Located 7 miles southwest of Destin’s East Pass. This wreck was put down as part of the artificial reef program in 1972. She is approximately 380 feet long and lays on the ocean floor running north and south. She has no super structure, therefore like diving a large bath tub with bulk head dividers. The mid ship has a crack running across the ship, where the fire furnaces were located. You can still find bricks although they were scattered during hurricane Opal. The north end has a second crack running across, although one side has fallen and the end is now twisted. The ocean floor is 87 feet and the top of the deck (wall) is 68 feet.
Common to see sharks, southern sting rays and eagle rays. In the summer there is an abundance of barracuda, amberjack and spade fish. Common to see goliath grouper and an assortment of other critters.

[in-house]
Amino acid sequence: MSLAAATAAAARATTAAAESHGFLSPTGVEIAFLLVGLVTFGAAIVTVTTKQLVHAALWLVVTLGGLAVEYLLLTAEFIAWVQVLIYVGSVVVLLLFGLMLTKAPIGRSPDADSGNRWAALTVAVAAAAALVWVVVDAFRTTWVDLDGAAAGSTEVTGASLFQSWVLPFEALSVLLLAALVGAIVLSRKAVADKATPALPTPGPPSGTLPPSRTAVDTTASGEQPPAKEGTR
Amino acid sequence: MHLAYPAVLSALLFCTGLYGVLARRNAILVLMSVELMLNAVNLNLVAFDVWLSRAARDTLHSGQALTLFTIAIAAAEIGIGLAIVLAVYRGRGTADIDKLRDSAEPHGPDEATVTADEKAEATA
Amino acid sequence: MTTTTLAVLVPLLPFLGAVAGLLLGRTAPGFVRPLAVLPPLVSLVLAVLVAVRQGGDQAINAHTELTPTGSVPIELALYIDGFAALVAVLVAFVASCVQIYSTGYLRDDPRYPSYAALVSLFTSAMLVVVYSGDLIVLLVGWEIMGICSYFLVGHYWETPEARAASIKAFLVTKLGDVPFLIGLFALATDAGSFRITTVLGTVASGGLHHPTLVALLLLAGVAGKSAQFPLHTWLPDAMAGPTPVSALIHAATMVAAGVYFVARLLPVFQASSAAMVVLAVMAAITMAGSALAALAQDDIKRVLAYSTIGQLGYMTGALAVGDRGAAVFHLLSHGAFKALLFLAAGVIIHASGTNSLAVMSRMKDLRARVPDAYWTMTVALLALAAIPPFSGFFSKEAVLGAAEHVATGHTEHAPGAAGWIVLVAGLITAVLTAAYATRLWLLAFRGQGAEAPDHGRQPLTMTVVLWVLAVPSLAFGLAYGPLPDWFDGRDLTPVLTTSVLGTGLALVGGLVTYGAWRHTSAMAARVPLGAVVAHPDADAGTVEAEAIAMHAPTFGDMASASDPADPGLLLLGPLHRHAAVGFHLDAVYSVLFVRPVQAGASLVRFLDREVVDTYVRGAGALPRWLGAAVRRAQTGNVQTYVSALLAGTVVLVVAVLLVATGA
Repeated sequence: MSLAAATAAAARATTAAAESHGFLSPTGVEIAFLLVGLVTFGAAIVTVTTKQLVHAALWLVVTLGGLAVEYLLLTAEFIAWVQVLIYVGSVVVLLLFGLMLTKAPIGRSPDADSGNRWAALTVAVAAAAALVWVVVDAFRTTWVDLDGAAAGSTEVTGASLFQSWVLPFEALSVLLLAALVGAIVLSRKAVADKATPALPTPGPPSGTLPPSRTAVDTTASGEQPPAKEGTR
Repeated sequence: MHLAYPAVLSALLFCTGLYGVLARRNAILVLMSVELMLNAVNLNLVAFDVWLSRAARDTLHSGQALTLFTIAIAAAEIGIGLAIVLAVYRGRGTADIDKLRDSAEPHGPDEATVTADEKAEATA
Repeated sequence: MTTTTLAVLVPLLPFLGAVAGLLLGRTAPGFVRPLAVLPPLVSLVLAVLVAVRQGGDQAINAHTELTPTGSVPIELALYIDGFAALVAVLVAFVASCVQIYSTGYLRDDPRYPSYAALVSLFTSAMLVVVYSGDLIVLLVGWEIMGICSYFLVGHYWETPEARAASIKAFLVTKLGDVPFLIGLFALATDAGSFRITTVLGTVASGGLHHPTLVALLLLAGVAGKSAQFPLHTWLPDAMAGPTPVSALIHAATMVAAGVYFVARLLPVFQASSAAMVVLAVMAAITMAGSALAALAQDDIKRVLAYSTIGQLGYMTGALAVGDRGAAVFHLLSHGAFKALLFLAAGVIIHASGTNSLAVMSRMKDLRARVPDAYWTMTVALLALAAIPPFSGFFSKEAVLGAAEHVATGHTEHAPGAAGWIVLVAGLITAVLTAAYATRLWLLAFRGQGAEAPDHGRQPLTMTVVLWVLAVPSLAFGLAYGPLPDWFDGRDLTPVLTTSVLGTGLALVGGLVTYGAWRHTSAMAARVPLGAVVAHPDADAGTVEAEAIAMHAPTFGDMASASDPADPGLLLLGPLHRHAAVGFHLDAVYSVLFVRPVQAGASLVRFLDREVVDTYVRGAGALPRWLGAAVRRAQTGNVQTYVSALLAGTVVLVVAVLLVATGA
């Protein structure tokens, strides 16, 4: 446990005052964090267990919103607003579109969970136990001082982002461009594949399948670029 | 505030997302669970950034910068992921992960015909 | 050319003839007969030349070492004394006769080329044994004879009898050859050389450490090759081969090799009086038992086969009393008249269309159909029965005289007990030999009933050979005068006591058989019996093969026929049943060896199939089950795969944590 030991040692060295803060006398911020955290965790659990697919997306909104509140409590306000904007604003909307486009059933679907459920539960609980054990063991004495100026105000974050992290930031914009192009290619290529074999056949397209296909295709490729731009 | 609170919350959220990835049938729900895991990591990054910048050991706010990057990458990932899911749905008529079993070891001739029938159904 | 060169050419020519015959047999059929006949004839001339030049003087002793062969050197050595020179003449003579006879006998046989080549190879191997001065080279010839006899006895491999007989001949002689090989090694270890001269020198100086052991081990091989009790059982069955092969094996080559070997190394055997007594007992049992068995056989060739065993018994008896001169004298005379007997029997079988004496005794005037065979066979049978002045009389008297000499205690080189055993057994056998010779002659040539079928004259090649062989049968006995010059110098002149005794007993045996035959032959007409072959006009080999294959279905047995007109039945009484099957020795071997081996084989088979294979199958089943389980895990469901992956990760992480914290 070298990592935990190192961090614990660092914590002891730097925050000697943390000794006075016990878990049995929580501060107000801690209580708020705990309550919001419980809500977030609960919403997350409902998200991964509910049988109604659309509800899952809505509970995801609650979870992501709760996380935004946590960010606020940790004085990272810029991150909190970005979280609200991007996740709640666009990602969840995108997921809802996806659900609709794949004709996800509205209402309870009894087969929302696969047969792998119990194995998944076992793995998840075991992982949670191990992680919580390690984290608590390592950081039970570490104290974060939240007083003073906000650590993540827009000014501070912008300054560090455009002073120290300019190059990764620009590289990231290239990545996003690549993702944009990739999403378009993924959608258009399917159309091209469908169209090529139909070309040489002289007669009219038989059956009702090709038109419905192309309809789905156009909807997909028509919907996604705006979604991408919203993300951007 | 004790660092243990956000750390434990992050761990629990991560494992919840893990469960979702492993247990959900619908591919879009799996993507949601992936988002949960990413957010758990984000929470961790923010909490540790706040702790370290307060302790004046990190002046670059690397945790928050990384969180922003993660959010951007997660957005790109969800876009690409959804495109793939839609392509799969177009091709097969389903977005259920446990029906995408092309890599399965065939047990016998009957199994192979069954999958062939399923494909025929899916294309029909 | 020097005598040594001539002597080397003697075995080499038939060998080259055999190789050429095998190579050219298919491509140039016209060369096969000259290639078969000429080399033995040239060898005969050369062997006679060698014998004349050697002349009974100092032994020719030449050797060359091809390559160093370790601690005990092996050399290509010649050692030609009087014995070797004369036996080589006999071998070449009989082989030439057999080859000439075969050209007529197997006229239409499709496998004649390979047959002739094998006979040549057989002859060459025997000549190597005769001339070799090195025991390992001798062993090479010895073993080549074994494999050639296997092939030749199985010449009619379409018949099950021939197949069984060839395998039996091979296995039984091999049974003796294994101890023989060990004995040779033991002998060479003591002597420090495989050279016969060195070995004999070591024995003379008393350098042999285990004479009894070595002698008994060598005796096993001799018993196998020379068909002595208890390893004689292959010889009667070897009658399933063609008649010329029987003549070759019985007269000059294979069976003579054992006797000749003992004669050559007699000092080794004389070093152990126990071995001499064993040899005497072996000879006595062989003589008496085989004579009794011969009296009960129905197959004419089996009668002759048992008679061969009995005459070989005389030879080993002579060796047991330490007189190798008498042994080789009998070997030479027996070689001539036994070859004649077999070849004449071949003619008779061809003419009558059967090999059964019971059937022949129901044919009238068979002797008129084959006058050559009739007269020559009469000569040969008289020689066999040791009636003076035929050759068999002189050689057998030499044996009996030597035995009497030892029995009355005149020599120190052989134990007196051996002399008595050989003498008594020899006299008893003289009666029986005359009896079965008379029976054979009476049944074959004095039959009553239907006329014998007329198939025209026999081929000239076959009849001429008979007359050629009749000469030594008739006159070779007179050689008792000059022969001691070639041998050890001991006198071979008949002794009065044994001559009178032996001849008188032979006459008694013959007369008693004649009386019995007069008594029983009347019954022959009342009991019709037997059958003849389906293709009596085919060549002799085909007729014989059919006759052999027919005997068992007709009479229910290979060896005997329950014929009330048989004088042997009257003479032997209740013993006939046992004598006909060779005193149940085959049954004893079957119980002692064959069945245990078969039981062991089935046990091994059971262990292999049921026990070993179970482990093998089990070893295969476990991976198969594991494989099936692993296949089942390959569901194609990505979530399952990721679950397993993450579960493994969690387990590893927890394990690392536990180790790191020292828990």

* Due to the popularity of this wreck with private fishermen, it may not be possible to dive, but we always do our best, without offending the local community. Please understand our situation.
The “Janet” Tug boat
Located 11 miles southeast of the Destin East Pass. This 85 foot tug boat sits in 100 foot of water and sits upright with a top depth of approximately 70 feet. The tug boat sits on the sea bed facing north to south. This wreck normally has schooling amberjack and at the right time of the year its not uncommon to see cobia and the large southern sting rays. High profile so it’s a great computer dive.
This barge was sunk as part of the artificial reef program. It sits in approximately 74 feet of water and lays on the sea floor pointing northwest/southeast. This barge was deployed with round fuel tanks on top with holes cut in them for a fish habitat and a dump truck bed welded on top of the tanks. When hurricane Andrew came through all the fuel tanks rolled off, surrounding the barge and the dump truck bed was never found again. This dive is easy to navigate, it is a good second dive since its approximately 60 feet to the top and is good for new divers.